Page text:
BET protein inhibition mitigates acute myocardial infarction damage in rats via the TLR4/TRAF6/NF-κB pathway

  • Authors:
    • Yangli Sun
    • Jie Huang
    • Kunpeng Song
  • View Affiliations

  • Published online on: October 8, 2015     https://doi.org/10.3892/etm.2015.2789
  • Pages: 2319-2324
Metrics: HTML 0 views | PDF 0 views     Cited By (CrossRef): 0 citations

Abstract

Acute myocardial infarction (AMI) is among the most serious cardiovascular diseases and is a leading cause of mortality in developed countries. Previous studies have indicated the central role played by the bromodomain (BRD) proteins, which belong to the BRD and extra‑terminal (BET) family, in gene control during heart failure pathogenesis. In addition, BET inhibition has been shown to suppress cardiomyocyte hypertrophy. However, the role of BET proteins in myocardial infarction remains unclear. The present study aimed to investigate whether BETs inhibition mitigates AMI, and explore the molecular mechanism underlying this effect. A rat model of acute myocardial infarction was established, and rats were divided into the sham, AMI and AMI + JQ1 groups. JQ1, a well‑known selective BRD inhibitor, was used to suppress BET domain family activity. The mRNA and protein expression levels of BRD2, BRD3 and BRD4 were evaluated using quantitative polymerase chain reaction and western blot analysis, respectively. In addition, the expression levels of markers of cardiac damage were determined using commercial kits. The results indicated that BRD2 and BRD4 mRNA and protein expression levels were significantly increased in the AMI group compared with those in the sham group. In addition, BET inhibition decreased AMI damage in vivo by reversing cardiac function injury, decreasing serum lactate dehydrogenase and creatine kinase‑MB isozyme activity, in addition to decreasing the expression levels of high‑sensitivity C‑reactive protein and interleukin‑6. Furthermore, the results suggested that Toll‑like receptor 4 (TLR4) signaling was activated by the increased expression of TLR4, TNF receptor‑associated factor 6 (TRAF6) and nuclear factor (NF)-κB during AMI. However, JQ1 treatment suppressed TLR4 signaling activation. In conclusion, the present results demonstrated that the inhibition of BET family proteins suppresses AMI, and that this effect was partially mediated by the inhibition of TLR4/TRAF6/NF-κB signaling.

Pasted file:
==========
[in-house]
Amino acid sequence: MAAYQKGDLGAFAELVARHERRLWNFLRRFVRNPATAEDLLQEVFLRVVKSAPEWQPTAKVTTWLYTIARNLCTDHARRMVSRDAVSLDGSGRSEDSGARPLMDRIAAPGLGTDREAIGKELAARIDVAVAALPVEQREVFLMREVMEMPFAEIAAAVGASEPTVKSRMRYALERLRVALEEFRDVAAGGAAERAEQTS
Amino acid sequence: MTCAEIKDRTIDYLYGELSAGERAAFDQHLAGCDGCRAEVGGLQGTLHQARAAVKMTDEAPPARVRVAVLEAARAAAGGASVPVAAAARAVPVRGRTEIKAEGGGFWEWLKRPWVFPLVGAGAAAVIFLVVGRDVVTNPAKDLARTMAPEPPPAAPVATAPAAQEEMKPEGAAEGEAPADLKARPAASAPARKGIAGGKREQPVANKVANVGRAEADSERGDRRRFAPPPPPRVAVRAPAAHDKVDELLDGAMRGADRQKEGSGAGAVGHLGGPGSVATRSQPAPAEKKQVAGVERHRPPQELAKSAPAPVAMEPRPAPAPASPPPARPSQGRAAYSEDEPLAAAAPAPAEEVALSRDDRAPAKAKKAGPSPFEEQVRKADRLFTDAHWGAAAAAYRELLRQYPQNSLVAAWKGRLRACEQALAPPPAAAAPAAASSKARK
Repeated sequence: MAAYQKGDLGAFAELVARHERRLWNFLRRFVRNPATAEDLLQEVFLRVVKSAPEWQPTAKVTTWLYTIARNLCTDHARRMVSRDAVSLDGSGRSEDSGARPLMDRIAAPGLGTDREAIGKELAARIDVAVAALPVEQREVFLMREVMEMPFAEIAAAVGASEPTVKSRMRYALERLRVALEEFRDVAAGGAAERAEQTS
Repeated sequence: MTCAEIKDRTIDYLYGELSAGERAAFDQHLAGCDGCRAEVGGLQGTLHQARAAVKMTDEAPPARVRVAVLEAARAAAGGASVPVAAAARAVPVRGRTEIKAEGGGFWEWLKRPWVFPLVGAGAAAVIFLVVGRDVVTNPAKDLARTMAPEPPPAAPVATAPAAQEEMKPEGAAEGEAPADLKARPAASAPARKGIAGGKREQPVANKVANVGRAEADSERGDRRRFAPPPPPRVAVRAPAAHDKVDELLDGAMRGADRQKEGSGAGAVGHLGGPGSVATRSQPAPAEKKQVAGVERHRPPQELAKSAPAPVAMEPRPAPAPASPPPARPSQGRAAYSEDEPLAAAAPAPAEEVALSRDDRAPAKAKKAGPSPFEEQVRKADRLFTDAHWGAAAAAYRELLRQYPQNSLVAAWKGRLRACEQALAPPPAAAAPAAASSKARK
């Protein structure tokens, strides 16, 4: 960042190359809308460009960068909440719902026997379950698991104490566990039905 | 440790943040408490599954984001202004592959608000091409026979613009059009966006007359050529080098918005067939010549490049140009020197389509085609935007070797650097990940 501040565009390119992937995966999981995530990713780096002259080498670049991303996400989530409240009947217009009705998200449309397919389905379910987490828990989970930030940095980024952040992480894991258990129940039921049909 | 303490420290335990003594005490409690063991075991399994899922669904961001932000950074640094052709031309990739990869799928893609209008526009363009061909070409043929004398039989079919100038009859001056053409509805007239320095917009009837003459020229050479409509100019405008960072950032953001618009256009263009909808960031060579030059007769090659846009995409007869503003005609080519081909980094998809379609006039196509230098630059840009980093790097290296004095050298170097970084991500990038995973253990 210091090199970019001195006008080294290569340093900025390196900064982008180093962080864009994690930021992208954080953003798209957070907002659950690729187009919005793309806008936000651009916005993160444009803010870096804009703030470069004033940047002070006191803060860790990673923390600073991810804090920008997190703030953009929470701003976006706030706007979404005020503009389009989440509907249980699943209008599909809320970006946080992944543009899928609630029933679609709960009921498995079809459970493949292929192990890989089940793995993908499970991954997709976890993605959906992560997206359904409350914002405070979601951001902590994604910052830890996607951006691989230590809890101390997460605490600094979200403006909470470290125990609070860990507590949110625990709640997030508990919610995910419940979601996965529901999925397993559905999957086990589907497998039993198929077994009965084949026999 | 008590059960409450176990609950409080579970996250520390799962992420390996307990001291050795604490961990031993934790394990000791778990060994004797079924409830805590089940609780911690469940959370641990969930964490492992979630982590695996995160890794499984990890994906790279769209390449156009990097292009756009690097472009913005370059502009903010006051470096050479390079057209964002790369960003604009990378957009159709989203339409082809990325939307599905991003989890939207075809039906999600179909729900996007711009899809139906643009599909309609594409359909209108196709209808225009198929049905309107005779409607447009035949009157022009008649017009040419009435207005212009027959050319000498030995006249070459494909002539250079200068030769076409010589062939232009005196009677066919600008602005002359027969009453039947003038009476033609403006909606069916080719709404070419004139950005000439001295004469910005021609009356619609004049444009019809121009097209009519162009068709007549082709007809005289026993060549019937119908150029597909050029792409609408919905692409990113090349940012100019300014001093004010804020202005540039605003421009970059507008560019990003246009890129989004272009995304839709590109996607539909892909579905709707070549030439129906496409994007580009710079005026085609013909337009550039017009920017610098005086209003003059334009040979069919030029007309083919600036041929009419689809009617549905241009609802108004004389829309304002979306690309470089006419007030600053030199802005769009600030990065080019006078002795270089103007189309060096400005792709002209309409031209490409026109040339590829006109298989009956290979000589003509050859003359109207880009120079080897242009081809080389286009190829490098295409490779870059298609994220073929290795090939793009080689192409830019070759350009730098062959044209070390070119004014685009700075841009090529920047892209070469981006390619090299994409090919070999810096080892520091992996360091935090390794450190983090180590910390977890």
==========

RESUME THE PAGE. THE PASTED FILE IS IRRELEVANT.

Introduction

Acute myocardial infarction (AMI) is among the most severe cardiovascular diseases and the leading cause of mortality in developed countries (1). The risk of mortality in those who have suffered from non-ST elevation myocardial infarctions is ~10% in the developed world (2). In addition, >3 million people suffer from ST elevation myocardial infarctions and 4 million from non-ST elevation myocardial infarction each year worldwide (3). An intense inflammatory response is a crucial phenomenon in AMI. Increased numbers of inflammatory cells are recruited to the heart following myocardial infarction, which impacts ventricular function and remodeling.

The bromodomain and extra-terminal (BET) family is characterized by one (in plants) or two (in animals/yeast) N-terminal bromodomains (BRDs) and an extra-terminal domain assumed to function as a protein-protein interaction motif. BET proteins associate with chromatin, participating in the modulation of the chromatin structure and influencing transcription (4,5). BET members are implicated in a number of developmental and disease contexts, including spermatogenesis (6), human immunodeficiency virus infection (7), inflammatory diseases (8) and carcinogenesis (9,10). Previous studies have indicated a central role for BET proteins in gene control during heart failure pathogenesis (11,12). JQ1 is a potent BRD selective inhibitor that suppresses BET domain family activity, and is widely used in laboratory research to probe BET function in various diseases (10,13,14). BET inhibition potently suppresses cardiomyocyte hypertrophy in vitro and pathological cardiac remodeling in vivo (15). However, the role of BET proteins in AMI and the underlying mechanism of this involvement remain unclear.

The aim of the present study was to evaluate the potential of BET proteins as signal-responsive regulators of AMI. Furthermore, the study investigated whether Toll-like receptor 4 (TLR4) signaling was involved in the mediation of BET protein function.

Materials and methods

AMI rat model